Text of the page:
How to Make a New Year’s Resolution You Will Actually Keep

5 minute read

We’ve all made those sweeping, drastic resolutions that fizzle out by February. I’m talking about resolving to get up early and work out every day, and not eat any sugar, and cook at home every night, and stop drinking so much wine, and…

Here’s the deal: you know that all of the above are things you “should” do for your health, but trying to do them all at once is probably not the best idea for some people. Why? Perfection just isn’t possible, and the more pressure you put on yourself to make too many changes the more your resolutions may backfire. And that reality leaves you in the same place every year—stuck.

If this sounds familiar, this year you can break the pattern by using a “step ladder” approach, where each successful change builds on the next, and can all be maintained, for real this time! It may not feel as dramatic, but for many people it’s the best way to build lasting changes. Instead of burning out you’ll actually see real and lasting progress. Ready? Here are the four key steps.

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Identify your “domino”

What I mean by this is the one behavior that affects others the most. For example, some of my clients tell me that alcohol is their domino, because drinking leads to both giving into unhealthy eating, and skipping the gym. Others tell me it’s dining out, because they wind up eating more at restaurants, and maybe having a drink or two, which they don’t tend to do when they cook at home. For some it’s skipping breakfast, because it leads to nibbling more all day, feeling too hungry to go to the gym, and overeating at night. Basically identify the one behavior that helps you stay in the healthiest space (or the one unhealthy habit that causes everything to unravel), and make just that one your focus to start.

Seek out support

Once you’ve zeroed in on your target up your chances of success by identifying the things that will help make following through easier. If your domino is working out (because when you work out you’re more likely to eat healthfully, drink less, etc.) make a list of all the things that boost the chances that you’ll fit exercise in, and all of the things that tend to get in the way, so you can find ways to circumvent them.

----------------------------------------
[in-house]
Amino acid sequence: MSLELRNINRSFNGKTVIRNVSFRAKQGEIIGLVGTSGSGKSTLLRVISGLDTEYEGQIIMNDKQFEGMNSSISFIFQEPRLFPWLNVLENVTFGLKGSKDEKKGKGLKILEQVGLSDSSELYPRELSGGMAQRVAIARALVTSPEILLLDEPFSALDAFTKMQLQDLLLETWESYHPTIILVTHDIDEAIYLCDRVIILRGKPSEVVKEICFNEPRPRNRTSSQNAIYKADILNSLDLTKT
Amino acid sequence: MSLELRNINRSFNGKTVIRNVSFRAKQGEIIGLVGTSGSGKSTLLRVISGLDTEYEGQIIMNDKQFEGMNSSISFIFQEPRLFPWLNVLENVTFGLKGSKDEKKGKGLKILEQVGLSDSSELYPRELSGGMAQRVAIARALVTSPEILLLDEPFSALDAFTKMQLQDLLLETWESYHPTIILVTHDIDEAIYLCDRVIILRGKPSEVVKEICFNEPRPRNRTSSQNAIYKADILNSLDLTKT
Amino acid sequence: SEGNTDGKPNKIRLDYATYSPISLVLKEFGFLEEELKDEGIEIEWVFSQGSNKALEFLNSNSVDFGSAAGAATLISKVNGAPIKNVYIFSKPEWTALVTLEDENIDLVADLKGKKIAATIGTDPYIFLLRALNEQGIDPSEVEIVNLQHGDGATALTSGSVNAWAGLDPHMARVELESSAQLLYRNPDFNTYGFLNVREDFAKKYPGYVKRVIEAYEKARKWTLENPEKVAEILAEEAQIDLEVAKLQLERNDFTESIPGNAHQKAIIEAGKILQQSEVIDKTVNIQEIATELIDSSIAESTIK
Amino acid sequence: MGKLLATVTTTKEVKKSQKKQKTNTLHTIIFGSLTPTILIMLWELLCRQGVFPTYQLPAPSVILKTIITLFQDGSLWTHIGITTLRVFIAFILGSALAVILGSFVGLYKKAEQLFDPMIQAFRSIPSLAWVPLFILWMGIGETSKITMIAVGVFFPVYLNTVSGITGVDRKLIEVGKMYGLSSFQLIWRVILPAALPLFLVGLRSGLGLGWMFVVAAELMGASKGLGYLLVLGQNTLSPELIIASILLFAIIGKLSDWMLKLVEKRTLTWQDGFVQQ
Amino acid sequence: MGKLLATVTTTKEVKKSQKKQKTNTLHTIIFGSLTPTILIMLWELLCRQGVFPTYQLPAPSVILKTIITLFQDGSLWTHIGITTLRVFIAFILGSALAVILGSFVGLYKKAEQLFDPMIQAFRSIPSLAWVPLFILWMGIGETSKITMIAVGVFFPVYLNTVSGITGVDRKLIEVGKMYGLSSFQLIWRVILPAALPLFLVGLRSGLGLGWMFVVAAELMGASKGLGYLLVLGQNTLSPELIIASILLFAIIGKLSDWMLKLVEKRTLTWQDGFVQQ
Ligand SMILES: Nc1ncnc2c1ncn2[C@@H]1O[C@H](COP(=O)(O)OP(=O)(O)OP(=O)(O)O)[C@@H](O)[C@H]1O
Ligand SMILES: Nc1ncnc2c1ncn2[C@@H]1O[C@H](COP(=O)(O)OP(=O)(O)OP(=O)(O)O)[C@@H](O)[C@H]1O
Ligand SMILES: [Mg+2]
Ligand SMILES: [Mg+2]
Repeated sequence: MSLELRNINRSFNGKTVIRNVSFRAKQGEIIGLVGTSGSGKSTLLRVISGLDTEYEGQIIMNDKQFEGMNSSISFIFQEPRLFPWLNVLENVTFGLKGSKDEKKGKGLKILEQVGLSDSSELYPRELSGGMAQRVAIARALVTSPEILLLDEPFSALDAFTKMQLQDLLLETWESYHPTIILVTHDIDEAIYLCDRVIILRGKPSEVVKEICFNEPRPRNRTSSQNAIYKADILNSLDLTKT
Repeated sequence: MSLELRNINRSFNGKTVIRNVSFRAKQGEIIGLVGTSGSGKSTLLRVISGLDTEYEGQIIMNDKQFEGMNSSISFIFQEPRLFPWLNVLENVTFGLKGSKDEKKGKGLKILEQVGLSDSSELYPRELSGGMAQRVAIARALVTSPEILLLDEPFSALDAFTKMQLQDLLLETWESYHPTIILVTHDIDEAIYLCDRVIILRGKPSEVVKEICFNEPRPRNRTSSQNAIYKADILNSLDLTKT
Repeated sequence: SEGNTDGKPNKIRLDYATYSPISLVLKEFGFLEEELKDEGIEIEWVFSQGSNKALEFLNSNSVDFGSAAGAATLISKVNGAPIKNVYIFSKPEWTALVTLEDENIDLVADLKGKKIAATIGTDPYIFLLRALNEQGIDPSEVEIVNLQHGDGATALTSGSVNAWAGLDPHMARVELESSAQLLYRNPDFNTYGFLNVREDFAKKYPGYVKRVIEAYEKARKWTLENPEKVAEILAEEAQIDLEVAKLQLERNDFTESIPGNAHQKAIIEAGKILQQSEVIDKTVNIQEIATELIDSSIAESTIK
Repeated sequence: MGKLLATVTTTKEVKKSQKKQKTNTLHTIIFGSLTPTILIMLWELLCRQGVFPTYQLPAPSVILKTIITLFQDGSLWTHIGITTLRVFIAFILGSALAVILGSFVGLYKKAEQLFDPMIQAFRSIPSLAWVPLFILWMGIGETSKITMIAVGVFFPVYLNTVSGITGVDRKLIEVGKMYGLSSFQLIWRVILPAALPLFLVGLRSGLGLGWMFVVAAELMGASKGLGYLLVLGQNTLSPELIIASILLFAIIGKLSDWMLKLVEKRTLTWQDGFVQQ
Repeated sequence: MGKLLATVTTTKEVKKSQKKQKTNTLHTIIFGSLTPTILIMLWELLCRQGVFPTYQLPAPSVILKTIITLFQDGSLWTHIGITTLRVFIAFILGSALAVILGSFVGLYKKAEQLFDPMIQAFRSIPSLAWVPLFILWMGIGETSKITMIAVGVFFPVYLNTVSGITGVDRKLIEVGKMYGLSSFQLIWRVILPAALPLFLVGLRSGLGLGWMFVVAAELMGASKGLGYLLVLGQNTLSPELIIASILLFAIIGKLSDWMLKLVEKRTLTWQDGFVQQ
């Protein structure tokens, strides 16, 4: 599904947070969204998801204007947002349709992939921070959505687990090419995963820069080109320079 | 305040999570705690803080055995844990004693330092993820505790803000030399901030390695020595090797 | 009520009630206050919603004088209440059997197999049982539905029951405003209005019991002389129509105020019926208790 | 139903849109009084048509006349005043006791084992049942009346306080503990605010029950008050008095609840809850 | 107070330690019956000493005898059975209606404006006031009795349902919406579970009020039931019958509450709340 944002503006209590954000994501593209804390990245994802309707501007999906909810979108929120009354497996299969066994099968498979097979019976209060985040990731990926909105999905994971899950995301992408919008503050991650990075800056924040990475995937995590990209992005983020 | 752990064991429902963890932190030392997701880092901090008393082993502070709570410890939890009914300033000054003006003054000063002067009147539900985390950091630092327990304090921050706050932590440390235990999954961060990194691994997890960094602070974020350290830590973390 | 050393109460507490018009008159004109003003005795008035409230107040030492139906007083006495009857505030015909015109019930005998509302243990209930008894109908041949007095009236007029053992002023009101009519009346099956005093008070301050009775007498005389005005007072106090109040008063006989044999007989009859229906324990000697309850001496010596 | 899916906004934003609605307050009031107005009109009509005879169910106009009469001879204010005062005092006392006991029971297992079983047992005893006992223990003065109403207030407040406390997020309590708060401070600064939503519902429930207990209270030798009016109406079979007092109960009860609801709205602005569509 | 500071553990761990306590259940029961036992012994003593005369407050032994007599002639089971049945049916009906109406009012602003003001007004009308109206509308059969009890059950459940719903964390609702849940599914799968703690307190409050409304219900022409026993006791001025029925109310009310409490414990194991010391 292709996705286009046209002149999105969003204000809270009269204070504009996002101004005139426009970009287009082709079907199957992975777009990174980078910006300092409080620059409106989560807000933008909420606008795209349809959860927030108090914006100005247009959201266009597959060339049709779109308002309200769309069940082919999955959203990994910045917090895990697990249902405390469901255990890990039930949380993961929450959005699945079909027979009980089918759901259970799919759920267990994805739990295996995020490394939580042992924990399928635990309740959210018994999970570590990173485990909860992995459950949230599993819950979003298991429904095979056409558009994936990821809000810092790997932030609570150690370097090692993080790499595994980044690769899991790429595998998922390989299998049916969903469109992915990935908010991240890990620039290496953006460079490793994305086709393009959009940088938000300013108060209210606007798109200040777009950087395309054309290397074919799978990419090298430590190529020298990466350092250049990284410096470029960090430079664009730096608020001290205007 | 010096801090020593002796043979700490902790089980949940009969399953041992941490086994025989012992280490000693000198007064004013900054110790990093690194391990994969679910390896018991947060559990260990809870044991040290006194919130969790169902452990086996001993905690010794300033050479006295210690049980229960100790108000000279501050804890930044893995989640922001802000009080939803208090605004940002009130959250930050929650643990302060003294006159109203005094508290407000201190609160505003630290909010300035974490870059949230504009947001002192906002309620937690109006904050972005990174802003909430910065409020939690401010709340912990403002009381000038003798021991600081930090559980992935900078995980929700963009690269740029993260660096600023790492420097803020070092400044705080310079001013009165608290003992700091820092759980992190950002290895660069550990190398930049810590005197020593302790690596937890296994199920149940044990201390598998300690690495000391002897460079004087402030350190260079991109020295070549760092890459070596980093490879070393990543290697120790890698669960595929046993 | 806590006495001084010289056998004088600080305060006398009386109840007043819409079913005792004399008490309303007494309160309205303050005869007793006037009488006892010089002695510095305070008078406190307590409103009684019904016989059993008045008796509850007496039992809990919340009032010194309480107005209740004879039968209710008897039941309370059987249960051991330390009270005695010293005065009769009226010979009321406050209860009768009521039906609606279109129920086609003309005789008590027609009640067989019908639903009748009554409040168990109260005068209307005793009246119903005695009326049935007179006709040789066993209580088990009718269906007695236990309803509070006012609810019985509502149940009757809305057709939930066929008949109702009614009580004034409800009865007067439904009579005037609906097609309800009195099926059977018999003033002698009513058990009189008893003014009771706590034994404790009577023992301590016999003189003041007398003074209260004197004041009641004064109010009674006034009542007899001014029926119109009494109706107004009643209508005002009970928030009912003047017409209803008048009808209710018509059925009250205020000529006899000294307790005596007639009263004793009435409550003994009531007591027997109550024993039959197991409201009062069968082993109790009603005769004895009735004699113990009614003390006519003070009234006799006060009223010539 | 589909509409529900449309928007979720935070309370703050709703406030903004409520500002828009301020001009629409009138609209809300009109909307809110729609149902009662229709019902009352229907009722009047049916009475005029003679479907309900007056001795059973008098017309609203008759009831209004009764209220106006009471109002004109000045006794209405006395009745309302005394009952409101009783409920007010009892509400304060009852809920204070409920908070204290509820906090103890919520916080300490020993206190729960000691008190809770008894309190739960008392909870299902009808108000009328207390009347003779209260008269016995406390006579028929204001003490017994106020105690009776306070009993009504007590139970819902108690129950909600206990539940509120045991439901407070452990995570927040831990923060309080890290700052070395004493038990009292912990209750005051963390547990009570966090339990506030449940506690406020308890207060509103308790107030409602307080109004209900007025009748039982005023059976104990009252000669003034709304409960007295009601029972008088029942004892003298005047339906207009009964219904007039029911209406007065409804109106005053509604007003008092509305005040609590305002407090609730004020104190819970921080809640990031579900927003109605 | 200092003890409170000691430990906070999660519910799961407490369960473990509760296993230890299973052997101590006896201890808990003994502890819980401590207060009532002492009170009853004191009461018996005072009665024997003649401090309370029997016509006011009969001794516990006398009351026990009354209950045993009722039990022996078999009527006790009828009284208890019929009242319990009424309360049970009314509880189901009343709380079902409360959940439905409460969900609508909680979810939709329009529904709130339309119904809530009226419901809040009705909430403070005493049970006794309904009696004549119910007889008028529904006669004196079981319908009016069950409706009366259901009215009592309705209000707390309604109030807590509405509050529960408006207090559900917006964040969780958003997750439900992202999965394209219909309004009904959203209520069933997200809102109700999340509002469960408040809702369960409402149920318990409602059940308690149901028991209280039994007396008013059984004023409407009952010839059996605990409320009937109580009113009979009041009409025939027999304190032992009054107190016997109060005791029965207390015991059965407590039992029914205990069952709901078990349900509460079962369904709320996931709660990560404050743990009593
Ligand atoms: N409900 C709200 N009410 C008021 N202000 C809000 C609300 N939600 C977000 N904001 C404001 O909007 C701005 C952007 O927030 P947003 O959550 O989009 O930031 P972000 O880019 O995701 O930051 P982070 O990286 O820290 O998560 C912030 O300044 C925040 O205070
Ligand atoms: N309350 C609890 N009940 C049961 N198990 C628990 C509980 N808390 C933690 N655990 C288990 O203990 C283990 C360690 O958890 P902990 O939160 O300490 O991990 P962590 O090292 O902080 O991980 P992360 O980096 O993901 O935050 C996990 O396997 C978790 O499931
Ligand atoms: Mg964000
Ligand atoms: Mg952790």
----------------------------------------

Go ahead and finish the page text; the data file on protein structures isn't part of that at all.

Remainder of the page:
For example, if workouts cut into your social time recruit a workout buddy. If you find exercise boring sign up for a class that sounds fun, like a dance workout, instead of that tedious elliptical. If you struggle to find time to work out make peace with fitting it in when you can, rather than the all or nothing. (“If I can’t do a full workout I’ll skip it.”) Just doing things like taking the stairs instead of the elevator, or carving out 15 minutes from your lunch break to walk really add up day after day.

The idea here is to make the one domino goal you’ve set really work, because it’s like your weight loss and wellness linchpin—if it falls apart chances are other healthy habits will go with it.

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Plan a weekly progress report

Note that I didn’t say a weekly weigh-in. Don’t worry about what the scale says right now. Instead, sit down each week to assess how your domino goal is going. Take an honest look at what’s going well, and identify what you can work on during the upcoming week to best support your goal.

When things are going well celebrate your progress in healthy ways (a new kitchen tool or healthy cookbook if you’re cooking at home, a new workout outfit if exercise is your goal are some ideas). And if you’re stumbling don’t beat yourself up. Change isn’t always easy or linear. Sometimes you do take two steps forward and one step back, but to get to your destination the key is to keep going.

No matter what, don’t stop looking for new ways to stay motivated: set up an inspirational Pinterest board, chronicle your journey on a blog or social media, or plan a fun trip that ties in with your goal, like a girlfriend getaway to a spa, a healthy cooking class, or a hiking trip.

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Slowly build on your foundation

Once your domino really feels like your new normal strategically add new goals, one at a time, with the same degree of attention and patience. If your inner voice tells you you’re not doing enough, talk right back, and remind yourself of the times when taking on too much led to giving up. I’ve had many clients focus on nutrition first, and then only add exercise once they’ve really settled into a consistent healthy eating pattern. And guess what? They stuck with each one, whereas taking on the two simultaneously in the past led to ditching them both. If that’s happened to you make ‘slow and steady’ your mantra this year. By giving yourself the room to move at your own pace you just might find that come next December you don’t feel the need to make any resolutions at all for 2017!

Cynthia Sass is a nutritionist and registered dietitian.

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